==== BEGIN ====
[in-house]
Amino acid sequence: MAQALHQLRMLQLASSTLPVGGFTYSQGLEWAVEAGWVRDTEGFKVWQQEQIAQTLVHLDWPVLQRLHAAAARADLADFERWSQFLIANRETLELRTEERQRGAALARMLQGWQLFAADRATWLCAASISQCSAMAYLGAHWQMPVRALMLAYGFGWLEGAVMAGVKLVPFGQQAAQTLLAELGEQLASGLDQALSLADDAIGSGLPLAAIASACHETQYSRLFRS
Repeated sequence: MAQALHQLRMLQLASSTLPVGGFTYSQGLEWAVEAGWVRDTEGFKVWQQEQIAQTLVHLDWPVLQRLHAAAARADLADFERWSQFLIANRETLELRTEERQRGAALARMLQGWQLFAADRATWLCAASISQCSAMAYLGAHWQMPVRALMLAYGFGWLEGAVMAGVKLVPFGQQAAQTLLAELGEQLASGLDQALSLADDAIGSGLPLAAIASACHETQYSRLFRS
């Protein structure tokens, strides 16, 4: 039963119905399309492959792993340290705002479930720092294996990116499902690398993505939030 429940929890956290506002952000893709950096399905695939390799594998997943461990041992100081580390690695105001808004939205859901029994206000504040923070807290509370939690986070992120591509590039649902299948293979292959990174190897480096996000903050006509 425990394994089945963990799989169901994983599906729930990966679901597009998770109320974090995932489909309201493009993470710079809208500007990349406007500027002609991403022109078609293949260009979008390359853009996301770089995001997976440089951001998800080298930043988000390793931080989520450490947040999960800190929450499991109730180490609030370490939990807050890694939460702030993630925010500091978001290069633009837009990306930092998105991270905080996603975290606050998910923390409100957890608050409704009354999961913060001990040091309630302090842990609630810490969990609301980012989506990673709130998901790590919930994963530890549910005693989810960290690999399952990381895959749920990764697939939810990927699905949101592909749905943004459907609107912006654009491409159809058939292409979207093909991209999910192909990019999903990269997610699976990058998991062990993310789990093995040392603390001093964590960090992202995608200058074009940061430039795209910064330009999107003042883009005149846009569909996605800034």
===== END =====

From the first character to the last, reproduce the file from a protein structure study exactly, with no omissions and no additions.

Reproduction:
[in-house]
Amino acid sequence: MAQALHQLRMLQLASSTLPVGGFTYSQGLEWAVEAGWVRDTEGFKVWQQEQIAQTLVHLDWPVLQRLHAAAARADLADFERWSQFLIANRETLELRTEERQRGAALARMLQGWQLFAADRATWLCAASISQCSAMAYLGAHWQMPVRALMLAYGFGWLEGAVMAGVKLVPFGQQAAQTLLAELGEQLASGLDQALSLADDAIGSGLPLAAIASACHETQYSRLFRS
Repeated sequence: MAQALHQLRMLQLASSTLPVGGFTYSQGLEWAVEAGWVRDTEGFKVWQQEQIAQTLVHLDWPVLQRLHAAAARADLADFERWSQFLIANRETLELRTEERQRGAALARMLQGWQLFAADRATWLCAASISQCSAMAYLGAHWQMPVRALMLAYGFGWLEGAVMAGVKLVPFGQQAAQTLLAELGEQLASGLDQALSLADDAIGSGLPLAAIASACHETQYSRLFRS
């Protein structure tokens, strides 16, 4: 039963119905399309492959792993340290705002479930720092294996990116499902690398993505939030 429940929890956290506002952000893709950096399905695939390799594998997943461990041992100081580390690695105001808004939205859901029994206000504040923070807290509370939690986070992120591509590039649902299948293979292959990174190897480096996000903050006509 425990394994089945963990799989169901994983599906729930990966679901597009998770109320974090995932489909309201493009993470710079809208500007990349406007500027002609991403022109078609293949260009979008390359853009996301770089995001997976440089951001998800080298930043988000390793931080989520450490947040999960800190929450499991109730180490609030370490939990807050890694939460702030993630925010500091978001290069633009837009990306930092998105991270905080996603975290606050998910923390409100957890608050409704009354999961913060001990040091309630302090842990609630810490969990609301980012989506990673709130998901790590919930994963530890549910005693989810960290690999399952990381895959749920990764697939939810990927699905949101592909749905943004459907609107912006654009491409159809058939292409979207093909991209999910192909990019999903990269997610699976990058998991062990993310789990093995040392603390001093964590960090992202995608200058074009940061430039795209910064330009999107003042883009005149846009569909996605800034």